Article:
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This chapter is from the book

This chapter is from the book

Asynchronous I/O File Operations in .NET 4.6

Before .NET Framework 4.5, you could perform asynchronous operations over files and streams by using the Asynchronous Programming Model and methods such as Stream.BeginRead and Stream.EndRead. This kind of approach can be good, but it has the limitations described in the section “Getting Started with Async/Await” in this chapter. With .NET Framework 4.5 and after, asynchronous I/O operations can be simplified by using the Async pattern and by implementing asynchronous versions of methods that work with files and stream to avoid blocking the main thread. Such methods are exposed by the Stream, FileStream, MemoryStream, TextReader, and TextWriter classes that you saw in action back in Chapter 18, “Manipulating Files and Streams.” Table 42.1 summarizes the available asynchronous methods.

TABLE 42.1 Asynchronous Methods for Stream Classes



Return Type


Reads a sequence of bytes from a stream and advances the position by the number of bytes read, with an asynchronous approach

Task(Of Integer)


Writes a sequence of bytes to a stream, with an asynchro-nous approach



Clears buffers associated with the stream sending buffered data to the stream, using asynchrony



Asynchronously copies a number of bytes from a stream to another



Reads a line of characters using asynchrony and returns a string

Task(Of String)


Asynchronously reads all characters from the current posi-tion to the end of the stream, and returns one string

Task(Of String)

To see some of these methods in action, create a new WPF project. The user interface of this sample application will have to look like Figure 42.7.


FIGURE 42.7 The user interface of the new sample application.

That said, add the following controls in the designer:

  1. Three buttons, named ReadTextButton, CopyButton, and WriteButton. Then, set their Content properties with Read text, Copy files, and Write Something, respectively.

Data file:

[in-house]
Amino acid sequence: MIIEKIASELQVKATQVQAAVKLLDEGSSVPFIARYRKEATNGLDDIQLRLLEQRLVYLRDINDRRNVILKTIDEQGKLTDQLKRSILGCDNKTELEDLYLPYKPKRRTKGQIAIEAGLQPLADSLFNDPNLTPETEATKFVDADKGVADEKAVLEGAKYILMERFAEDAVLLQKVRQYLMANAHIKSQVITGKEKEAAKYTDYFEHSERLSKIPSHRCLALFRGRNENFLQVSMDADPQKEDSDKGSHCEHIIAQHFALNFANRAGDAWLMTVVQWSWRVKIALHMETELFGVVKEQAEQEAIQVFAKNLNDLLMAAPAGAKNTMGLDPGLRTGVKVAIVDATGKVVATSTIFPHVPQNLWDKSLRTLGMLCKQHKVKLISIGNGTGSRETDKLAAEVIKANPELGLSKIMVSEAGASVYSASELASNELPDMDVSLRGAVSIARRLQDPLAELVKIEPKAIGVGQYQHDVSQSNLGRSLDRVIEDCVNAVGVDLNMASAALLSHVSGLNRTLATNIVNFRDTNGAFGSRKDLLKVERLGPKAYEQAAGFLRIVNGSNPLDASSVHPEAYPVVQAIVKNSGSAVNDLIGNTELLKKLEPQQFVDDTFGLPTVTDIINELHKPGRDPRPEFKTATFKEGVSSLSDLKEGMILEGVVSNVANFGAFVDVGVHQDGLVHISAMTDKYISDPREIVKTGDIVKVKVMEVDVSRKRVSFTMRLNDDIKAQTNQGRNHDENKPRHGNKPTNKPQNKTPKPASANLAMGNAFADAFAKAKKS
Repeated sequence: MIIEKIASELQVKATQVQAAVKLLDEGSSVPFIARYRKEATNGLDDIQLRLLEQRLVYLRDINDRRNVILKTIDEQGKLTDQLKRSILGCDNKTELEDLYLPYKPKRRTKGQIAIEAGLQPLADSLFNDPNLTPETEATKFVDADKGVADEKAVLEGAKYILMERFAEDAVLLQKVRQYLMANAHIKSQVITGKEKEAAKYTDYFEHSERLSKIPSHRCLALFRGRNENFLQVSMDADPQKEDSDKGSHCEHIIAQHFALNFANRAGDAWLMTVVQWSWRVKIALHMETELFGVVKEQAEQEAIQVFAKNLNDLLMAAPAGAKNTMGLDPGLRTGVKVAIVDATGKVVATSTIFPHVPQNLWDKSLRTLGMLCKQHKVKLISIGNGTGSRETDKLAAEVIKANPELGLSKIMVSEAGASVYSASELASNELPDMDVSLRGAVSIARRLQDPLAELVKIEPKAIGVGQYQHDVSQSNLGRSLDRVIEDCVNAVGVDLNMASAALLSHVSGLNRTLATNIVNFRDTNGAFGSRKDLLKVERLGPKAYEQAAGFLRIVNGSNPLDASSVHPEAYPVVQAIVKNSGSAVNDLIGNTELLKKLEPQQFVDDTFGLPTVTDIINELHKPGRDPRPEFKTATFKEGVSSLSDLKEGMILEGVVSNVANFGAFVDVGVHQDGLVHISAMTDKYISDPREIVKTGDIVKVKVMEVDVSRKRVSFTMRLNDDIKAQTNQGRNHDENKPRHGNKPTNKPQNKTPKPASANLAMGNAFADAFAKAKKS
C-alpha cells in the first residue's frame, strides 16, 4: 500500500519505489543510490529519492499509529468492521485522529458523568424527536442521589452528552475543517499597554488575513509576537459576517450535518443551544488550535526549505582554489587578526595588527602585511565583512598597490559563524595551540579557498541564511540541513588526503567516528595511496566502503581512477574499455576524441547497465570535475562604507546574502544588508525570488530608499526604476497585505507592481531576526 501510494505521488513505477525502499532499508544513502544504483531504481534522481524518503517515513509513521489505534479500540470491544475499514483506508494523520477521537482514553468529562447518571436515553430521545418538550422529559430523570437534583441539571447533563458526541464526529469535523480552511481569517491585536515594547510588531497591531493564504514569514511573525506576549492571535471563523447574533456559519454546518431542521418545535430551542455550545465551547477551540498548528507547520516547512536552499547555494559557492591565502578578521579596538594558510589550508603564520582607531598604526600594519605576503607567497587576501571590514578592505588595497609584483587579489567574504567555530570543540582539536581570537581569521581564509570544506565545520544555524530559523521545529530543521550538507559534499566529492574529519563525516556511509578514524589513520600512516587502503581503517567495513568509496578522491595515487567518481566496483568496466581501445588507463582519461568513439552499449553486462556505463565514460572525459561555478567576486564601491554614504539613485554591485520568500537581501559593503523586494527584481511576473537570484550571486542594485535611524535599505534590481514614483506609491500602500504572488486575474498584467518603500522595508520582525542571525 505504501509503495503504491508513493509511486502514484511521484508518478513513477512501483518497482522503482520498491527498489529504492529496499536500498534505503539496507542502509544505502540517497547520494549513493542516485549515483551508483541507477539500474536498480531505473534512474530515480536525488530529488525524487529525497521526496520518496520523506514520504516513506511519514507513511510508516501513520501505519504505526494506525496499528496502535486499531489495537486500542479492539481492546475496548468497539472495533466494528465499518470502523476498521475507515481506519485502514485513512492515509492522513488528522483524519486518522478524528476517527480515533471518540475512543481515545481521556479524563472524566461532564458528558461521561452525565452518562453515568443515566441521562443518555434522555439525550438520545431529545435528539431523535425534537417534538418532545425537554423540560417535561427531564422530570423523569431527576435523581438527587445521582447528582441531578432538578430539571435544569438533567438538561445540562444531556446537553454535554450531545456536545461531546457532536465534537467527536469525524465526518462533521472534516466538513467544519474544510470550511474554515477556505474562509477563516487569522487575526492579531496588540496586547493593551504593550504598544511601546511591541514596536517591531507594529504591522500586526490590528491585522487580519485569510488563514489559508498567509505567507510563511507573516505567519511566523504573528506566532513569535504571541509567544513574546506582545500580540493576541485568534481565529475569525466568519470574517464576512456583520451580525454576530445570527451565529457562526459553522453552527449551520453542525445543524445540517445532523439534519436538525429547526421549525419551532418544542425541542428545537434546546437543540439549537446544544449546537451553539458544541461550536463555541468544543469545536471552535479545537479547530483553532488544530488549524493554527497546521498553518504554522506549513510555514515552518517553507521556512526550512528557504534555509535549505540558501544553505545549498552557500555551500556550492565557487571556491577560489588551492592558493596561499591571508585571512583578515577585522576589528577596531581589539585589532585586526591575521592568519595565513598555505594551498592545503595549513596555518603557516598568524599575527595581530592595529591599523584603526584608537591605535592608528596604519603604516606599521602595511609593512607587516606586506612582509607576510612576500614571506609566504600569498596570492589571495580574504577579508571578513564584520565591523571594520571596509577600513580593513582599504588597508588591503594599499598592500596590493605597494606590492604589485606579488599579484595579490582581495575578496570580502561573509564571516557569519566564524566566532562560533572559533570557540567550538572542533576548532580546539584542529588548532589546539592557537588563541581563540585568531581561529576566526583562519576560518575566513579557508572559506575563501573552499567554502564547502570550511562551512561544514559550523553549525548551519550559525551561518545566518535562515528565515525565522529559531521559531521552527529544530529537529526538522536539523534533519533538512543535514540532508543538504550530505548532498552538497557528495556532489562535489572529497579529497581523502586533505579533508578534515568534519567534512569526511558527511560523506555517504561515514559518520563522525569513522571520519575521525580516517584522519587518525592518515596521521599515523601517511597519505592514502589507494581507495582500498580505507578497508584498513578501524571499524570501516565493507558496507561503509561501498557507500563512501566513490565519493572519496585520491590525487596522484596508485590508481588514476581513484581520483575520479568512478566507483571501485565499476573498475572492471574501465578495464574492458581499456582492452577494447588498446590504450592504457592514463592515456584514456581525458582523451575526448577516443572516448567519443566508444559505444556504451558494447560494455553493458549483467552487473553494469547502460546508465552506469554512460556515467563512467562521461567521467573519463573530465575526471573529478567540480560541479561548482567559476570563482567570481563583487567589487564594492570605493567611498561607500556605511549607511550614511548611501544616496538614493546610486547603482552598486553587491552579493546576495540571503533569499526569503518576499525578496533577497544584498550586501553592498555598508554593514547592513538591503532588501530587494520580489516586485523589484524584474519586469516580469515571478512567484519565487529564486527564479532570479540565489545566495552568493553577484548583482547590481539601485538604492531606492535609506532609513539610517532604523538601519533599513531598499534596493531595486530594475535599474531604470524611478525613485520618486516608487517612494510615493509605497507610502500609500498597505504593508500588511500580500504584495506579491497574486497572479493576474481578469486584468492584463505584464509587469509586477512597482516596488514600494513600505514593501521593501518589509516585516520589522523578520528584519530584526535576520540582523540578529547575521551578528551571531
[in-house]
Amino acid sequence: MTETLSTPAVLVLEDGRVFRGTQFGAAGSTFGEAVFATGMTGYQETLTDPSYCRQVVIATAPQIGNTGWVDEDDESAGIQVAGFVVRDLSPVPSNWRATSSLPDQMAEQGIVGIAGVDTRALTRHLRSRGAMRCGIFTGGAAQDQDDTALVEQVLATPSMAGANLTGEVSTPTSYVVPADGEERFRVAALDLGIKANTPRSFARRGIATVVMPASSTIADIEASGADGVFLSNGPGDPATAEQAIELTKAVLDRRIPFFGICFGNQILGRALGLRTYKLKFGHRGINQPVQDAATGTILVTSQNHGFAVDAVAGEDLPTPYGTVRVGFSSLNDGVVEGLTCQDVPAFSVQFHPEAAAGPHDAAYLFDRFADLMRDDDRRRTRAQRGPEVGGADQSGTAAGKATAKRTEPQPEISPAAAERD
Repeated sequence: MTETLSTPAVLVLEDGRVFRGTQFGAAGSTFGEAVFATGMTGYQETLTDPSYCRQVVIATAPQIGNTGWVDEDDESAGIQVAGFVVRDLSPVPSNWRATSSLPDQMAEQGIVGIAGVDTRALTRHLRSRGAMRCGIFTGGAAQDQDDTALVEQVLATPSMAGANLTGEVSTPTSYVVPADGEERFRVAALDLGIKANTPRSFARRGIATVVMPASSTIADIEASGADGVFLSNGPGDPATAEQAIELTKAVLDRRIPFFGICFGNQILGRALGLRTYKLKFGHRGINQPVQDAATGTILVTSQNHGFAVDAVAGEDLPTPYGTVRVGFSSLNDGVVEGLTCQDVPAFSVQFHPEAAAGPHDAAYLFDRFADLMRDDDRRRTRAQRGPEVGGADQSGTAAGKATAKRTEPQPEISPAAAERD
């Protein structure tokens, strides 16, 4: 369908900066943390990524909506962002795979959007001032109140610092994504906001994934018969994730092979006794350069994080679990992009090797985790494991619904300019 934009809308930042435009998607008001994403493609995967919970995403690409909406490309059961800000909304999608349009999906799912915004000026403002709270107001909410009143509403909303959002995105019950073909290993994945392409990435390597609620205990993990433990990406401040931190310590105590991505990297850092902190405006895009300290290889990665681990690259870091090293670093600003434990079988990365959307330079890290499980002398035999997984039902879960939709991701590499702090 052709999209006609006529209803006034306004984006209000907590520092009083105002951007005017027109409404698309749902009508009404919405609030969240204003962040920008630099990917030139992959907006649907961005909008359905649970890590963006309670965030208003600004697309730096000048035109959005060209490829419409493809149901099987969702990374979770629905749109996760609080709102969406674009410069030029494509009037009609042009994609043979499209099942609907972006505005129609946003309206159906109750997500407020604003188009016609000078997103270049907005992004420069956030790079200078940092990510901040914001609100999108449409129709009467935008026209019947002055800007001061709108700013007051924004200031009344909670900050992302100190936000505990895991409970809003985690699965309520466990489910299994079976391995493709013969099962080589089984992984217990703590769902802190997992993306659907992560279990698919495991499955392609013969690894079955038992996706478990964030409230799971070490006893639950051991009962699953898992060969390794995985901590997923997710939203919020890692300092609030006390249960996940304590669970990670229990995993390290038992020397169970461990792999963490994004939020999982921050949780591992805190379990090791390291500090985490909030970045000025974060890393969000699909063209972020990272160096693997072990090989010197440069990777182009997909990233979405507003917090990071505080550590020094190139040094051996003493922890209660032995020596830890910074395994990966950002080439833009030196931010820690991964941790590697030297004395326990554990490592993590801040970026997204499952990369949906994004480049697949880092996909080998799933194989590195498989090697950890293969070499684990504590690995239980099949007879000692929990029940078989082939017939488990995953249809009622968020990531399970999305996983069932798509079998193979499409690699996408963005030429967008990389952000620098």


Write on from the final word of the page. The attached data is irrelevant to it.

2. Four TextBox controls, named ReadTextBox, SourceTextBox, DestinationTextBox, and StatusTextBox.
  3. Three TextBlock controls. You do not need to specify a name, but make sure their Text property is set with Source folder, Destination folder, and Status, respectively.

The first example uses the StreamReader class to read a text file asynchronously. The event handler for the ReadTextButton.Click event looks like this:

Private Async Sub ReadTextButton_Click(sender As Object,
                                       e As RoutedEventArgs) _
                                       Handles ReadTextButton.Click
    Using reader As New StreamReader("TextFile1.txt")
        Me.ReadTextBox.Text = Await reader.ReadToEndAsync
    End Using

End Sub

You mark the event handler with Async, and because this method will not be awaited by any other methods, it does not need to return a Task. Therefore, it can be defined as a Sub. Notice how you use Await together with the ReadToEndAsync method, while the rest of the implementation is made the usual way. The next example is about copying streams asynchronously. The following code shows the implementation of the CopyButton.Click event handler:

Private Async Sub CopyButton_Click(sender As Object,
                                   e As RoutedEventArgs) _
                                   Handles CopyButton.Click
    If Me.SourceTextBox.Text = "" Then
        MessageBox.Show("Please specify the source folder")
        Exit Sub
    End If

    If Me.DestinationTextBox.Text = "" Then
        MessageBox.Show("Please specify the target folder")
        Exit Sub
    End If

    For Each fileName As String In Directory.

        Using SourceStream As FileStream = File.Open(fileName, FileMode.Open)
            Using DestinationStream As FileStream =
                Await SourceStream.CopyToAsync(DestinationStream)
                Me.StatusTextBox.Text = "Copied " + DestinationStream.Name
            End Using
        End Using

End Sub

In particular, the code enumerates the content of the source folder and for each file it opens a stream for reading and another one for writing into the target folder. Await enables you to execute asynchronously the operation with the asynchronous method called CopyToAsync. It is worth mentioning that, with this approach, you can refresh the user interface with useful information, like showing the name of the last copied file. In a synchronous approach, this would not be possible because the UI would be blocked until the completion of the operation. The last example demonstrates how to write some text into a file asynchronously. This is the event handler for the WriteButton.Click event:

Private Async Sub WriteButton_Click(sender As Object,
                              e As RoutedEventArgs) Handles WriteButton.Click
    Dim uniencoding As UnicodeEncoding = New UnicodeEncoding()
    Dim filename As String =

    Dim result As Byte() = uniencoding.GetBytes("Demo for Async I/O")

    Using SourceStream As FileStream = File.Open(filename, FileMode.OpenOrCreate)
        SourceStream.Seek(0, SeekOrigin.End)
        Await SourceStream.WriteAsync(result, 0, result.Length)
    End Using

End Sub

In this particular example, the code is written exactly like in the synchronous counterpart, except for the Async modifier and the Await statement that invokes the WriteAsync method (instead of running Write). By using the Async pattern, writing applications that work with streams and remain responsive has become dramatically simpler.

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